Confession and Society
Calvinism
Confession and Society
Tridentine Catholicism






Confession and Society : Lutheranism



Church and State . . Martin Luther called upon his followers to obey state authority, i.e. the prince respectively city council. The Lutheran church was organized in accordance to political borders (LANDESKIRCHE). The territorial lord had an influence on the appointment of the superintendents; in Sweden the king formally even was head of the nation's Lutheran state church.
The Lutheran church organization, nevertheless, at times was to stand up against their ruler when the existence of the church, or her orthodoxy, were threatened. When Duke Elector Johann Casimir of Brandenburg converted to Calvinism (1613), the Lutheran church of Brandenburg acquired a guarantee of Lutheranism remaining state church in Brandenburg. Similarly, when FREDERICK AUGUSTUS I. of Saxony converted to Catholicism in 1697, the Lutheran church of Saxony acquired a guarantee of the Duke Elector that Lutheranism would remain state church in the motherland of the Lutheran reformation. In both territories, the Lutheran state church learned to coexist with a non-Lutheran dynasty. The modus vivendi was based on the formula - the Lutheran church does not interfere in state affairs, the state does not interfere in church affairs. Martin Luther had been concerned about the lifestyle of the common priests and parishioners; in case of heads of state he had been willing to turn a blind eye, for instance regarding PHILIP OF HESSE's morganatic (hence bigamous) marriage. The Lutheran state church of Saxony did not criticize Frederick Augustus I. having mistresses.

Clergy and Laymen . . Martin Luther insisted on clergymen needing proper education. In this belief, he was confirmed by the experience of self-appointed uneducated migrant preachers like MELCHIOR HOFMANN, whom he held responsible for having promoted socio-political chaos. Protestant territories therefore needed institutions of higher learning - high schools (GYMNASIUM) and a UNIVERSITY. In the days of the reformation, such institutions often were founded in the buildings of deserted monasteries, and endowed with their property or part of it.
Due to the perception of the time, only men were accepted into the clergy (until into the second half of the 20th century). Women could express their devotion to religion by joining the diaconesses, which served the sick in hospitals.
Laymen could actively participate in community life as PRESBYTERS (parish elders). The emphasis Martin Luther placed on the educated clergy laid the responsibility concerning the implementation of ethical rules on the clergy rather than on the individual christian. The oral confession was abolished; Lutherans soon lived routine lives rather than regularly questioning their own conduct, as the Anabaptists and early Calvinists stressed. In the late 17th and 18th century, the PIETIST MOVEMENT emerged to counter this development.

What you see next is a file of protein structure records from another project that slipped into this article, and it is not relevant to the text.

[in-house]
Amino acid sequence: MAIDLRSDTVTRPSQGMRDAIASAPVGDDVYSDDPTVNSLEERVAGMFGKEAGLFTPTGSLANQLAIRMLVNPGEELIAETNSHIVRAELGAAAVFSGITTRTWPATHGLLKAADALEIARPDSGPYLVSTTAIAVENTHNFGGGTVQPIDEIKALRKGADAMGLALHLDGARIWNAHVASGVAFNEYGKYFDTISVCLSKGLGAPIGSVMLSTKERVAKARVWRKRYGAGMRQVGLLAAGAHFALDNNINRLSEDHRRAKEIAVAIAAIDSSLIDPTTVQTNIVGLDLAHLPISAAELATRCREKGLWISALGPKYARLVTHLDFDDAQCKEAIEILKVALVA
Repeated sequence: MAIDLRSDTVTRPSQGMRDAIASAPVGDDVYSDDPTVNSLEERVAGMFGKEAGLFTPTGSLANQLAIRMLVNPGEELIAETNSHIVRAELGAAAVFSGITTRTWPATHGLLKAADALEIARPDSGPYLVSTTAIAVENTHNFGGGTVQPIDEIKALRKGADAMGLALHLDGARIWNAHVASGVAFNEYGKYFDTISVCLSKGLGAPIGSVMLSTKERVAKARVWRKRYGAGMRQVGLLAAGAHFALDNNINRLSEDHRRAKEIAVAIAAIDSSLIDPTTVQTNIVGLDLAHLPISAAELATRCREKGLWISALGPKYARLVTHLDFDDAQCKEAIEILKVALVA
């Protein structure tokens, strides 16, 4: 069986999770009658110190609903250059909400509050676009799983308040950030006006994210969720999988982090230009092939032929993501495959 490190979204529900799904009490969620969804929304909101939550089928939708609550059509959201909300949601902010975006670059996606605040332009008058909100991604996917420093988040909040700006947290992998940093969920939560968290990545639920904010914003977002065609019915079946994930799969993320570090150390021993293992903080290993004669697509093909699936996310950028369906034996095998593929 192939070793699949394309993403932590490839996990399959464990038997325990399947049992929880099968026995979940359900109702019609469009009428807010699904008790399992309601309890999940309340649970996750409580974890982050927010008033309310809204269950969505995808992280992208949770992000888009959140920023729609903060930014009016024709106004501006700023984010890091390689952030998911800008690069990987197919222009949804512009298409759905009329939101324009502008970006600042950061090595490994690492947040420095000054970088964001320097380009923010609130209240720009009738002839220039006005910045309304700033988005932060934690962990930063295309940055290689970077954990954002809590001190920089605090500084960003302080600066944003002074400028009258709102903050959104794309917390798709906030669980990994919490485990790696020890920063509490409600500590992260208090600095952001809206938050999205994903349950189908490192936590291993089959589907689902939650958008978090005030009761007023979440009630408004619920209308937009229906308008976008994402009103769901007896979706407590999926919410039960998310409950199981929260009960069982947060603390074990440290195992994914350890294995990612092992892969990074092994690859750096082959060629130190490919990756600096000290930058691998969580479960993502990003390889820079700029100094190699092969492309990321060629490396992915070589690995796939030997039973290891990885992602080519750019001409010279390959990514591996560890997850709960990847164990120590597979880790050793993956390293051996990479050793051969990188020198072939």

Lutheranism and Literacy . . Martin Luther stressed that everybody should learn to read, write and count. Every parish was to have a school. While this did not translate into mandatory elementary schooling - there were always some cottage owners who could not afford the fees or decided they needed their children on the field - the population in Lutheran territories had a much higher literacy rate than those in Catholic areas. Luther's bible translation and catechism became standard texts and therefore had a great impact on the development of German orthography. Also, ethnic minorities in Eastern Germany and in Prussia now were confronted with the intense use of German; in some cases, their original Slavic or Prussian language became extinct in the 17th or early 18th century, in other cases these languages were marginalized.

Women in Lutheran Society . . Martin Luther defined the role of the woman as being that of a mother and housewife. Luther was married to Katharina von Bora, a noblewoman who had be abbess of a nunnery and who bore him several children. She played a low-key role in public life; at home she candidly gave Martin Luther her opinion on theological matters, and she is regarded as having had considerable influence on him. Most women in the 16th century were confined to household and marriage, the Lutheran view thus being not particular. Institutions of higher learning would bar access to women for some time to come (in the 18th century, some institutions were to grant access to women, but that was a controversial topic into the early 20th century). It should be noted that Lutherans, as well as Catholics, believed in the existence of WITCHCRAFT; Lutherans tried and executed presumed witches, in most cases single women who did not fit into the standard role perception of women.

Festivals .. The Lutheran Church abolished the celebration of saints' days and carnival and abolished processions and pilgrimages. Those christian festivals celebrated were done so in the spirit of humility, without extravagance. The Lutheran church, not having the influence on society the Calvinist church had, did not go as far to ban card playing, gambling, soccer and theatre performances.




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This page is part of World History at KMLA
First posted on January 19th 2003, last revised on November 15th 2004

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